Surrounding counties have mostly allowed the introduction of wind farms, but the Cherokee County Commission took a stand Monday, unanimously passing a resolution putting a one-year moratorium on wind development.
Commissioner Lorie Johnson said the moratorium will give the county time to fact-find and make a more informed decision.
The final action was taken Monday after a special meeting last week in which representatives of RWE — the company seeking to expand into Cherokee County, which a has project in Labette — and members of the Neosho and Labette County commissions spoke. In Neosho County Apex Clean Energy has a project.
The local KSN Affiliate reported that RWE Representative Matt Tulis, at the special meeting in response to concerns over road damage, reduced property values and general “unsightliness” said “But it’s tax payments to the county, it can diversify the county tax base, in other projects we’ve significantly upgraded the roads, so we feel there’s a lot of benefits to the project coming.”
Perhaps, but those benefits are somewhat theoretical, as wind farms generally receive a 10-year property tax abatement, but other issues such as “ice throw” — a potentially significant safety issue in an area where ice storms are not uncommon — flicker and predatory leases are not in the least theoretical.
Ice throw is confirmed by a General Electric study that stated “… rotating turbine blades may propel ice fragments some distance from the turbine — up to several hundred meters if conditions are right.”
Some experts suggest a minimum setback of at least a mile, or a bit more, from any dwelling or occupied structure, and in Ireland, a bill was proposed in 2014 to mandate a setback of 10 times the height of the turbine.
In many cases, the landowners signing leases with the wind companies do not realize exactly what they are signing. The leases can run to 40 pages, and contain language that obligates the landowner, their heirs, or anyone to whom the land might be sold for the duration of a lease that may be as long as a half-century.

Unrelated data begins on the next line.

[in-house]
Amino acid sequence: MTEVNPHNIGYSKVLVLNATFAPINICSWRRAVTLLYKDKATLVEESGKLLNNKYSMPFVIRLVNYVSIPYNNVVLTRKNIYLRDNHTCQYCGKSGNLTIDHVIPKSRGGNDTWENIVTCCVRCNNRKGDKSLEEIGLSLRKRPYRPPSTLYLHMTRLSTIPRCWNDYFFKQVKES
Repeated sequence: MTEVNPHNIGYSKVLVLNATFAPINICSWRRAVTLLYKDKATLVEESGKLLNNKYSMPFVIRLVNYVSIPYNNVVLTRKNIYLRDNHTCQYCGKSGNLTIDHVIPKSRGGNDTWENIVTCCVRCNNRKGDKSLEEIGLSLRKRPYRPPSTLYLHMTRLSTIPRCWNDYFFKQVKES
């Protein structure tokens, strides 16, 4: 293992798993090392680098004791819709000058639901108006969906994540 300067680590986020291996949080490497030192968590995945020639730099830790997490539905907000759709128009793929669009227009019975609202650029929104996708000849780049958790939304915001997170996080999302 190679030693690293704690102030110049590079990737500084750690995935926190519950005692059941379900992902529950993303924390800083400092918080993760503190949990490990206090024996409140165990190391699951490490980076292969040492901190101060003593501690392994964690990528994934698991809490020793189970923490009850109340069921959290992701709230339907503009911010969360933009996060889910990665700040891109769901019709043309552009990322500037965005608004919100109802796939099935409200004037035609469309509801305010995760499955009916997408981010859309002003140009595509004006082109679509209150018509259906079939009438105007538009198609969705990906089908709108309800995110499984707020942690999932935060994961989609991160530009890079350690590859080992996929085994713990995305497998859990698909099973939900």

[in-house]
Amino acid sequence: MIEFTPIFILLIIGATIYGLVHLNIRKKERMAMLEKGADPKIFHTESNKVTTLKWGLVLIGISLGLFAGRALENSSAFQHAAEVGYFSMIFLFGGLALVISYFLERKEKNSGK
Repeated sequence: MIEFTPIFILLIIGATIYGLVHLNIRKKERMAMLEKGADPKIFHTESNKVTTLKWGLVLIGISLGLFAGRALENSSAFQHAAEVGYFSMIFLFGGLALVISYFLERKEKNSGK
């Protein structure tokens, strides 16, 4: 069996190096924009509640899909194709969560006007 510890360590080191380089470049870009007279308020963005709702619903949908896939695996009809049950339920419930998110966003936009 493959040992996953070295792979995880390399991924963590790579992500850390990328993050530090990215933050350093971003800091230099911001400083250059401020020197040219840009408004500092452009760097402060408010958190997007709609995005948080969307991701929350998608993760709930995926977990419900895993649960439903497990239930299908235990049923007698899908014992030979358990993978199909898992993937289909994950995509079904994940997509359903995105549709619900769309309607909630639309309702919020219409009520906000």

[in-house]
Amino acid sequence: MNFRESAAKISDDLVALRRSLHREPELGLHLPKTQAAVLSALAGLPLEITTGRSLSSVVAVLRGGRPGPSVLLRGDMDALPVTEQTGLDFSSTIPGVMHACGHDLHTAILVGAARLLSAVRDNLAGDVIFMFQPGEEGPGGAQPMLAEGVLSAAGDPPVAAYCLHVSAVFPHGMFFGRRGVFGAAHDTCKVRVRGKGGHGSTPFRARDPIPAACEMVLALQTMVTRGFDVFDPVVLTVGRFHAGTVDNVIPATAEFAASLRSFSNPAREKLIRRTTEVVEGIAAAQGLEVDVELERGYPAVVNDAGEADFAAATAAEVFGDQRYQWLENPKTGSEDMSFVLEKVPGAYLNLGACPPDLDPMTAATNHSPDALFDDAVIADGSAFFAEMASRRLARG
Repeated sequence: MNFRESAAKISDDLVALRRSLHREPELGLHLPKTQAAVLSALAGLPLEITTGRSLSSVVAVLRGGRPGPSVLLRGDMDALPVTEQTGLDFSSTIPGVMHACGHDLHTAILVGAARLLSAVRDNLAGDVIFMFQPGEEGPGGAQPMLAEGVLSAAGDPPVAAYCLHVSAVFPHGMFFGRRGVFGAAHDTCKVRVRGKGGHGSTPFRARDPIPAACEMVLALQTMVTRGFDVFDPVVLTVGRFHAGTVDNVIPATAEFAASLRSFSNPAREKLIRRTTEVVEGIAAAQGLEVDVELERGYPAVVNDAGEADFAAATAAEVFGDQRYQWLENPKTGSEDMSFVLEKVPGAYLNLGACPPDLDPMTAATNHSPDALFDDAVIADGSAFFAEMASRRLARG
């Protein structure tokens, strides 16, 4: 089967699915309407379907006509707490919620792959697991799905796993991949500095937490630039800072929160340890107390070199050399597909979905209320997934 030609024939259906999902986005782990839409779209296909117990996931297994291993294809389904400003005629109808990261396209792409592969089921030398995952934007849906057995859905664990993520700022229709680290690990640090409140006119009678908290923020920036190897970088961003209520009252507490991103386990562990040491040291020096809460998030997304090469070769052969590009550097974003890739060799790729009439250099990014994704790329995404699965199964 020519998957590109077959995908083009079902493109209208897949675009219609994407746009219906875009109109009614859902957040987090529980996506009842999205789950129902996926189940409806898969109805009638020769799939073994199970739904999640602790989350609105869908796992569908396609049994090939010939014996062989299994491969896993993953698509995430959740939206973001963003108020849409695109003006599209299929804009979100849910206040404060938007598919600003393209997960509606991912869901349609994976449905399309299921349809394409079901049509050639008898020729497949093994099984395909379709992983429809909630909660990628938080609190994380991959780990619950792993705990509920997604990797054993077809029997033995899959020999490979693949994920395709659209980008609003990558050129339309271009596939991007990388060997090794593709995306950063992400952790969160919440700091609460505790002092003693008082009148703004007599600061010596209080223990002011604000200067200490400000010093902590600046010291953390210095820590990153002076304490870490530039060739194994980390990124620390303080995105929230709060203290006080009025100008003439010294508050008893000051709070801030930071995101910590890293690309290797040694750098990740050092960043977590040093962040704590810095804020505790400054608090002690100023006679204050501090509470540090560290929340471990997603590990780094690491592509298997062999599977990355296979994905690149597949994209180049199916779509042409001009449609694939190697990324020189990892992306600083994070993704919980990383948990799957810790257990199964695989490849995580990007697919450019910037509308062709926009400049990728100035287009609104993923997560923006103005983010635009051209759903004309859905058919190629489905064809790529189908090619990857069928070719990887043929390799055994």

Indeed, Washburn University Law Professor Roger A. McEowen in 2016 authored a nine-page paper outlining many of those risks.
Moreover, while the agreements usually give the company the exclusive right to develop the land for the turbines for two to five years, the company will have the right to operate the turbines for as much as fifty years.
Additionally, among other issues, McEowen says: “… wind energy agreements typically prevent a landowner from terminating an agreement or taking action against the wind energy company due to noise, flicker, electromagnetic interference with global positioning systems, vibrations, air turbulence, and other effects caused by the wind turbines.” His paper concludes — in part — “from a landowner’s perspective, many wind energy leases and/or easements are inadequate, unfair and offer limited economic benefits when compared to the revenues generated (and tax subsidies received) by large scale wind energy developers. The most common shortcomings of such agreements include (1) contractual terms extending too long into the future; (2) contractual language that binds landowners to unilateral amendments; (3) inadequate compensation clauses (and compensation clauses that are difficult to understand); (4) provisions that are the result of unequal bargaining power.”
Johnson said one of her concerns is that the company has been working on signing up landowners for six months without ever coming to the commission.
“They started this development, or the process of this development without even visiting the city or the commissioners,” she said. “Which immediately raises a red flag for me.”
Johnson said she understands that there is a potential for significant money for the landowners who do sign leases, but she doesn’t represent just them.
“We all understand that there’s the possibility for some of our landowners to make a decent amount of money,” she said in an interview Tuesday. “But on the flip side, we also know that their neighbor who’s not making that kind of money … it’s a nuisance that they’re going to have to look at and listen to for the life of this project.”
Because there are no state-wide regulations regarding the setback or siting of wind turbines, Johnson said she’s looking at introducing a resolution to make Senator Mike Thompson’s SB 279 the regulations for Cherokee County — as Mound Valley resident Debbie Cramer is trying to do via referendum in Labette County.
Senate Bill 279, called the “Wind Generation Permit and Property Protection Act” imposes certain requirements on the siting of wind turbines that would bring order to the current chaos of wind farm requirements in the state.
Currently, there are few state regulations on where and how wind turbines can be sited, whether the “setback” — or distance a turbine can be from an inhabited dwelling or occupied building, such as a school — is from the building itself, or from the property line, what distance that must be, or how close turbines may be to a road. Most of those decisions are made by county commissions on an individual basis — and, according to Thompson — mostly upon the recommendations of the utility companies themselves.
Editor’s Note: A previous version of this story incorrectly identified the developer in the Neosho County wind project as RWE, rather than Apex. The Sentinel regrets the error.